Dealing with security and kids
- The key to getting through this hurdle is to be organised; while you are in the queue try to get as many items as possible into bags, any accessories removed from children, electronics out of pockets, liquids kept separate.
- Not all airports make you take your shoes off these days, but why risk it? I always try to dress them in easy to slip on and off shoes, which will speed up the security process and also help with quick trips to the bathroom on the plane.
- Some airports are still quite stringent on liquids. It pays to do your research in advance on what liquid limits are at the airport(s) you are going through, especially for infant milk or formula which has separate limits to toiletries and other liquids. Be prepared that they may ask you taste the milk, or dispose of some if you are over the limit.
- Reassure children that there’s nothing to be scared about, try to make it fun saying goodbye to shoes and teddies as they go through the x-ray machine.
- Most airports will require strollers to be foldable and go through the x-ray machine as well, no mercy will be shown for the sleeping infant, so get everything else prepared first then take the infant out last.
- The most extreme request I have had is to remove a babies pacifier while walking through security – I was understandably furious at the time but have long since learnt to accept not to argue, they are just doing their job and following instructions, no matter how ridiculous the concept seems to us feeble parents.
- Make sure children don’t do anything ‘funny’ like making bomb threats; no matter how cute they might think they are I am pretty sure security staff will not feel the same way and you could do without any delays or fines for innocent jokes.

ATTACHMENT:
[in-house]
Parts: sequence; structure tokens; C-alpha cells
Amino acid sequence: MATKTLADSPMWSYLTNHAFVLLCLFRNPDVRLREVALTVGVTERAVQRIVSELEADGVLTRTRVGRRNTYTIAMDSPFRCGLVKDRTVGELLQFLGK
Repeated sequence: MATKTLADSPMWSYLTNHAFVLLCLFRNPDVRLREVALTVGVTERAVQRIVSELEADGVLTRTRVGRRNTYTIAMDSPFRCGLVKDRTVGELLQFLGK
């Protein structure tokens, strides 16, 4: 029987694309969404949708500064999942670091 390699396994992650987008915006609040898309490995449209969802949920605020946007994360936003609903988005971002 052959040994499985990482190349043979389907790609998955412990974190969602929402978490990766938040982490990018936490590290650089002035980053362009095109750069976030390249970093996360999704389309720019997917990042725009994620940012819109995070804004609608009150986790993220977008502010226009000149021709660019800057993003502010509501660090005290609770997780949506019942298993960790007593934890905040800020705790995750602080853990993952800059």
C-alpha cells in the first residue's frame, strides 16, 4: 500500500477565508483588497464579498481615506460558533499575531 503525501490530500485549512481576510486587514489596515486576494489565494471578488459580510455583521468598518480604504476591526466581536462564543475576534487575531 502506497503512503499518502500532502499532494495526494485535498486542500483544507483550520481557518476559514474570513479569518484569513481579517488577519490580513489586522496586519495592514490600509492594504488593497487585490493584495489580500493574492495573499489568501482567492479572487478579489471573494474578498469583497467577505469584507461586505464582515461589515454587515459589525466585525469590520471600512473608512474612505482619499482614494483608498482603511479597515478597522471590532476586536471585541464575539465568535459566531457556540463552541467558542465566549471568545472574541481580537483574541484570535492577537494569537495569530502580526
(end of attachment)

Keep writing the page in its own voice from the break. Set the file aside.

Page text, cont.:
Boarding the plane with kids
- Most airlines will offer priority boarding to families, but remember this process this can start at least 45 minutes before the flight is due to take off, you may actually prefer the kids to wait around as long as possible at the boarding gate before boarding.
- We have gotten away on many occasions with just coming to the front of the queue when ready; nobody tends to argue when they see you swamped with bags, half-sleepy toddlers, and pregnant bellies; they are too busy praying you are not sitting anywhere near them to really care that you have queue jumped.
- Another strategy is to send one parent in advance with all the bags to do the pre-board and set everything up ready in your row while the other continues to exhaust the kids running around at the gate (make sure you keep the correct boarding passes and passports with you if choosing this tactic!)
- Your child needs to understand the importance of wearing a seatbelt; I always try to leave strapping them in until the last minute to avoid them getting bored and immediately jumping out of their restraint, or as usually happens with Master 2, inconsolable screaming throughout the whole taking off process.
- It will help if you have discussed and perhaps practiced this at home first, but I hate to admit this is one part of the process I simply haven’t managed to conquer tear-free as yet!
Flying with kids – what next?
We hope this has helped you mentally prepare for what lies ahead in the flying process. Make sure you head over to our Ultimate guide to flying with kids; we have a big pool of resources there to help you to including:
- What to expect during your very first baby flight
- How to fly with 2+ Kids
- Invaluable tips for travelling as a single parent
- Ultimate guide to travel toys for every age group
Do you have any pre-flight rituals with your children? How have you made the process of getting from A to B easier?